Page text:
The low pressure has been applied to the header by the flexible outlet hose. Such hoses have generally been small diameter hoses, e.g., not exceeding four inches in diameter. Also, the flexible hoses are typically ribbed on the inside, which restricts the inside diameter and increases head loss. Generally, such small diameter hoses can only induce a maximum flow rate of about 200 gallons per minute (gpm) in the header. Thus, the flow rate through the header has been limited by the flow capacity of the flexible outlet hoses.

An unacceptable solution to this flow rate problem is to use many of the flexible hoses. That solution is unacceptable because the flexible outlet hoses can flex. Each flexible hose is thus free to rise (i.e., float) above the header under buoyancy forces of gases in the flexible outlet hose. As a result, the flexible hoses have in the past risen above the header and a portion of each flexible hose has assumed an inverted U-shape. Unfortunately, because the U-shaped portion is above the level of the header, and is above the level of an outlet of the flexible hose from the basin, the gas becomes trapped in such inverted U-shaped portion, making it difficult to prime the hose when starting the sludge collecting operation. When many flexible hoses are used to provide more flow rate from the header, the priming problem is increased.

Also, because the flexible outlet hoses tend to float, these hoses tend to interfere with the operation of the settlers, which extend downwardly in the basin toward the bottom and provide a low-clearance configuration at the bottom of the basin. A similar problem would exist with attempts to use such hoses to remove the material from beneath the flocculators.

Another unacceptable solution to this flow rate problem is to provide a telescopic conduit arrangement in which a difference in diameter between an inner conduit and an outer conduit is increased to provide, on a sealing means that tightly seals the inner conduit to the outer conduit, an area subject to differential pressure to drive a sludge take-up system across a floor of a basin. Unacceptable aspects of such sealing means include a reduction in sludge flow rate through the telescopic arrangement due to pressure drop caused by the driving of the sludge take-up system. Also, the tight seal of the sealing means increases the force required to slide one conduit relative to the other conduit, and thus increases the force required to drive the sludge take-up system across a floor of a basin. In turn, this requires more pressure drop and resulting reduction in sludge flow rate through the telescopic arrangement. Further, the tight sealing means moves along a path near a longitudinal axis of the telescopic conduit arrangement and does not allow collection of the sludge from near such axis.

What is needed then is a way of allowing collection of the sludge from near the longitudinal axis of the sludge collecting system, while allowing the sludge collecting system to traverse the header from one end of a very long basin to the opposite end of the very long basin, and without decreasing the flow of the sludge from the system, so that sludge will not build-up near such axis, thus avoiding interference with traverse of the header from one end of the basin to the opposite end of the basin, for example.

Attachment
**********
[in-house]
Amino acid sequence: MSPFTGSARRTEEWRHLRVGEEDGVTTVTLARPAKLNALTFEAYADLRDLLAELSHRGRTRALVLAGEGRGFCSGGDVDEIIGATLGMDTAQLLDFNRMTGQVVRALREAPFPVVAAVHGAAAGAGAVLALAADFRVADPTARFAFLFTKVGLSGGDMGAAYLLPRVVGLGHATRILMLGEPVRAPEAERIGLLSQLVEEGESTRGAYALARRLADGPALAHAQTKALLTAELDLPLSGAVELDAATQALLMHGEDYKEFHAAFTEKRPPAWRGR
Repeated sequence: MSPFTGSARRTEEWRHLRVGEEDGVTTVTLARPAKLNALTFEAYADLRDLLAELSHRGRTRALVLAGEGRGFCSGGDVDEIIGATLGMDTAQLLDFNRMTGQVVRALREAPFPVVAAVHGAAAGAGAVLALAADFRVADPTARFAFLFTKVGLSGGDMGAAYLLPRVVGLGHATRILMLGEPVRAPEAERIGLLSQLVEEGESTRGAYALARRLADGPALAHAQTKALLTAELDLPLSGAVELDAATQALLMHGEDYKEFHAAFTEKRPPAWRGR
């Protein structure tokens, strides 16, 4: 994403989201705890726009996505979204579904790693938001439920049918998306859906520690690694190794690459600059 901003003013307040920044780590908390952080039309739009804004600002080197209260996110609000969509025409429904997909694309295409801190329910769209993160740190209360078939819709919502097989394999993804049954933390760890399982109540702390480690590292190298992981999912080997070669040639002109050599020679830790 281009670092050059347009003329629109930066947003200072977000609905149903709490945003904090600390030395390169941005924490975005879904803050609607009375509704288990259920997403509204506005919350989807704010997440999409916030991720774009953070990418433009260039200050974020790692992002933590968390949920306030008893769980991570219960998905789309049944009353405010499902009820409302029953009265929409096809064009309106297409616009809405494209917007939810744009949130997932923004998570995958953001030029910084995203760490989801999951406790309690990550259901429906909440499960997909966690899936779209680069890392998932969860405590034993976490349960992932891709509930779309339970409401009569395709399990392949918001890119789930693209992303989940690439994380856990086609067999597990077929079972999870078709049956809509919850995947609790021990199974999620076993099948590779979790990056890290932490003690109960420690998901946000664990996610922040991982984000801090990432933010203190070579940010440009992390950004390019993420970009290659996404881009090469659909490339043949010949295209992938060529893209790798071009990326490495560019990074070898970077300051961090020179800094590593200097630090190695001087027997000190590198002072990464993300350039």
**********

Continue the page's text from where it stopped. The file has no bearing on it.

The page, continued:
SUMMARY OF THE INVENTION

Briefly, the present invention meets all of the above needs by providing a way of avoiding impairing normal material collection movement of the header. The way of avoiding impairing normal material collection movement of the header is by providing a new configuration of pipes in a telescopic relationship. In the new configuration, one telescopic pipe (an inner pipe) may be secured or fixed to the basin, as by being held in place as it extends through an end wall of the basin to a material outlet outside the basin. Such fixed inner pipe may be a larger-diameter pipe, measured relative to the small (e.g., maximum of four inches) prior flexible hoses described above. The other (or outer) telescopic pipe may be somewhat larger (e.g., about two inches larger) than the fixed inner pipe so as to receive the fixed inner pipe and permit relative movement between the two telescopic pipes. The movable outer pipe carries the header and may be traversed by a low-profile cable drive relative to the bottom of the basin and between the end walls of the basin to present the header to the material that accumulates on the bottom of the basin awaiting collection. The way of achieving these features, and while avoiding impairing the normal material collection movement of the header, is by the new configuration of the telescopic pipes in which a central axial material collection opening is configured adjacent to the header. Such configuration of the central axial material collection opening allows a flow of collected material, that flow having a value of not less than a minimum flow of collected material to flow into the material collection system from immediately around the two material collection pipes configured in the telescopic relationship. The way the present invention configures the central axial material collection opening to avoid impairing such normal material collection movement, is by configuring a bearing between the two pipes and adjacent to the header. The bearing is configured to receive the inner pipe and define the central axial material collection opening so as to allow the flow to be a central axial material flow having the value of not less than the minimum flow. The central axial flow flows directly into the two material collection pipes adjacent to the header. The configured bearing also allows such central axial flow during other material flow that is into the adjacent header. In this manner, during material collection by the header, that central axial flow is also collected from locations immediately around the two pipes, so that normal material collection traversing of the movable outer pipe is not impaired by material that, in the absence of the central axial material collection opening, would build-up centrally, i.e., immediately around the pipes that are in the telescopic relationship. Thus, a drive for the material collecting system is separated from the flow of collected material (as by providing the low-profile cable drive). Further, the outer and inner pipes are not sealed to each other. Instead, the new bearing configuration promotes the collection of the material axially through the central axial material collection opening and allows collection of the material from central locations near or immediately around the pipes of the material collecting system.